Sales Taxes in the Golden State and a Quick Lesson on Prop. 13Posted by in Blog
California shoppers hoping to avoid relatively high sales taxes (see how California measures up to other states in terms of its general sales tax with max local surtaxes by viewing this summary table provided by Wikipedia) by opting to shop online can no longer do so through Amazon.com, effective September 15, 2012.
From the Los Angeles Times, September 23, 2011:
Saying it would save existing jobs and create new ones, Gov. Jerry Brown signed into law legislation to require Amazon.com and many other out-of-state Internet retailers to collect sales taxes on purchases by California customers.
Using Govistics, you can explore what kind of weight that sales and use taxes have on local budgets and attempt to measure the potential impact of this new state policy. In the City of Los Angeles, for example:
- Total revenue in FY 2008 added up to $11.4 billion
- 31% of total revenue was made up of taxes levied ($4 billion) – a larger chunk than any other revenue source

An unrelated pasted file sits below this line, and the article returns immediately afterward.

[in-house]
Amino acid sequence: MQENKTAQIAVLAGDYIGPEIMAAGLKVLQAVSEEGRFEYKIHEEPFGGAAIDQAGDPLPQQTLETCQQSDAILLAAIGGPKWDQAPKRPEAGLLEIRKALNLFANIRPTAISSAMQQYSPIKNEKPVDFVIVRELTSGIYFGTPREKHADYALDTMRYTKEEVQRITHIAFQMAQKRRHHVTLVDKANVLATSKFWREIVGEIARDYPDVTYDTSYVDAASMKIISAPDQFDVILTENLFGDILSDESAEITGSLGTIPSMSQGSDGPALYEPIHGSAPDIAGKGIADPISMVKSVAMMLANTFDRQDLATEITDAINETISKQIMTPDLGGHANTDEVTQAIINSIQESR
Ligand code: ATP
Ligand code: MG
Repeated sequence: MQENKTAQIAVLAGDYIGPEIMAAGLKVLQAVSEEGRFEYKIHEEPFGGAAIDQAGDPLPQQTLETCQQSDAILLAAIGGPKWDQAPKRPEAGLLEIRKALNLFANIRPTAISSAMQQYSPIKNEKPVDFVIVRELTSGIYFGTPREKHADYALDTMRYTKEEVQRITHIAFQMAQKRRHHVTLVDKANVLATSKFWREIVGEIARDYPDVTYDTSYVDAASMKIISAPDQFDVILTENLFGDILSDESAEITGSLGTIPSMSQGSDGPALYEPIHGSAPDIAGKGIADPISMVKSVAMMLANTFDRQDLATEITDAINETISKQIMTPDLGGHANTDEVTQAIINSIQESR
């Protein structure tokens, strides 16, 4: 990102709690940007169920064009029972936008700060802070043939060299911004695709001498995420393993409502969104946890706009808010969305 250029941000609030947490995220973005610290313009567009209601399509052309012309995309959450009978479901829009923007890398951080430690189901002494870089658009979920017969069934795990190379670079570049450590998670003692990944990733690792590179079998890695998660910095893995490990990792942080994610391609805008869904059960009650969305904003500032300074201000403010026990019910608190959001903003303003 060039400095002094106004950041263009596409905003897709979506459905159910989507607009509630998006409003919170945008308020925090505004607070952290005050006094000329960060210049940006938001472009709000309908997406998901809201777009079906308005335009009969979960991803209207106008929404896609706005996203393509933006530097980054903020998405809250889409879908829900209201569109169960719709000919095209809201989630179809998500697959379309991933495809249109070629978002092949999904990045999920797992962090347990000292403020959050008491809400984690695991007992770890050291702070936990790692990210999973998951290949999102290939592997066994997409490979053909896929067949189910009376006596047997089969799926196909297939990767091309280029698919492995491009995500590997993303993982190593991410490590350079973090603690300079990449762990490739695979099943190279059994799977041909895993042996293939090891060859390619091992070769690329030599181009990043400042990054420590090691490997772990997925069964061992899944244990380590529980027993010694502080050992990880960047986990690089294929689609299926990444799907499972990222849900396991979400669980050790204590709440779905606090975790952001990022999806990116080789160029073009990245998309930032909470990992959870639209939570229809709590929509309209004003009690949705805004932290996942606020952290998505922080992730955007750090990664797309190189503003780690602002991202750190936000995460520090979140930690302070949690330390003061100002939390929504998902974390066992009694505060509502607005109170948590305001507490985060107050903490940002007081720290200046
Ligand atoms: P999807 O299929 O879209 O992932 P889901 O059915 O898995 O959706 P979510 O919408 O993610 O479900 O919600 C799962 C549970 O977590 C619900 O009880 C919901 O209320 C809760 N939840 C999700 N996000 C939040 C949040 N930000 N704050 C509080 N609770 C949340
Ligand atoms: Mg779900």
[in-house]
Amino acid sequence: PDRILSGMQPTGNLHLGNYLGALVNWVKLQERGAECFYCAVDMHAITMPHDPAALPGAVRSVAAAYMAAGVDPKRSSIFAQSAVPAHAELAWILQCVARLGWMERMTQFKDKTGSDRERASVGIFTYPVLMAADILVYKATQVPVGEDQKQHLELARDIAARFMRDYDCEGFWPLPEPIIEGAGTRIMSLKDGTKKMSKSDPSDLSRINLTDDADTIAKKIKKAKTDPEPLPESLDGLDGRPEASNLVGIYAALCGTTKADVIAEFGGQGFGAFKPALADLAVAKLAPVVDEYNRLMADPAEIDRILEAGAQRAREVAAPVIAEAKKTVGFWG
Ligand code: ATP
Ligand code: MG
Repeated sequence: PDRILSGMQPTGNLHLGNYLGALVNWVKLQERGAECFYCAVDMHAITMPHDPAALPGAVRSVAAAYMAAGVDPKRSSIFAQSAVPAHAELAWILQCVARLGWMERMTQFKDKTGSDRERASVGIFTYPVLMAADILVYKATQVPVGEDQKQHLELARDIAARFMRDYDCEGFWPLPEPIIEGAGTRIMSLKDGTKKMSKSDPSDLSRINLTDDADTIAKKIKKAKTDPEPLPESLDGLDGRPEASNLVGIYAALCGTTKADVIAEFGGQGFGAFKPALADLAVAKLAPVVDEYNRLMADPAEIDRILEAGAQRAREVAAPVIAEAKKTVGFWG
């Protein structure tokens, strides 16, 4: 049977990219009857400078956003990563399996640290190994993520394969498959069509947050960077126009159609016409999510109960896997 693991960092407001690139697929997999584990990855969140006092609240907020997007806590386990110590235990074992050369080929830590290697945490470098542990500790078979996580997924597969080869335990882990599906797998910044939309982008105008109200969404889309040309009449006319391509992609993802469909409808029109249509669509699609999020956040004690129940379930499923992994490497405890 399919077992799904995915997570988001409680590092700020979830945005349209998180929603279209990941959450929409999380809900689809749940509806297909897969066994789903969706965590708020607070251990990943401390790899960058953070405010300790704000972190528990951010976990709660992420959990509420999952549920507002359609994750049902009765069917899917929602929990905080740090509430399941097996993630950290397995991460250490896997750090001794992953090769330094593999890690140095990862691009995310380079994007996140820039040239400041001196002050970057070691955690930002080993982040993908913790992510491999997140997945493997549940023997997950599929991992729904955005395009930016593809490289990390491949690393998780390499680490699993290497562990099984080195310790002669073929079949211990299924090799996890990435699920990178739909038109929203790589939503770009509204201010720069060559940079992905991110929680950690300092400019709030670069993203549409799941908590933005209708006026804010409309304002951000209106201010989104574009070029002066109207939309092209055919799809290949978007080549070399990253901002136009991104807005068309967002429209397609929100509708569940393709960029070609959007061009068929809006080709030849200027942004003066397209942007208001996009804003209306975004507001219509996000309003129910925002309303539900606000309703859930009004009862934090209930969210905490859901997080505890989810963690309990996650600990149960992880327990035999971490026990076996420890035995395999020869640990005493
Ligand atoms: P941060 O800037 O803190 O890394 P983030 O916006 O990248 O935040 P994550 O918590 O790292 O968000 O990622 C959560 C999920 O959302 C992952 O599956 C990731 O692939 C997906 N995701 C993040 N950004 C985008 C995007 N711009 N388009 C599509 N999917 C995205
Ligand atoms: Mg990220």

- In that category, sales taxes made up 36% of all taxes levied ($1.4 billion), shadowed only by property taxes (45%). The other slices represented money generated from licenses issued and fees collected.
Some say the impact of 1978’s (much-maligned) Proposition 13 caused local governments in California to become more dependent on sales (and income) taxes for needed funds, evident in the screenshot above. As controversial as that measure has become, it is also regarded as a political third rail.
So, how to dig up more dough to pay for schools, infrastructure, public health initiatives, and a “500 billion pension time bomb” … without touching that third rail? Uncover new revenue sources! Hence, Governor Jerry Brown vs. Amazon. It remains to be seen how this will affect public budgets in the Golden State, but we at Govistics look forward to seeing what transpires.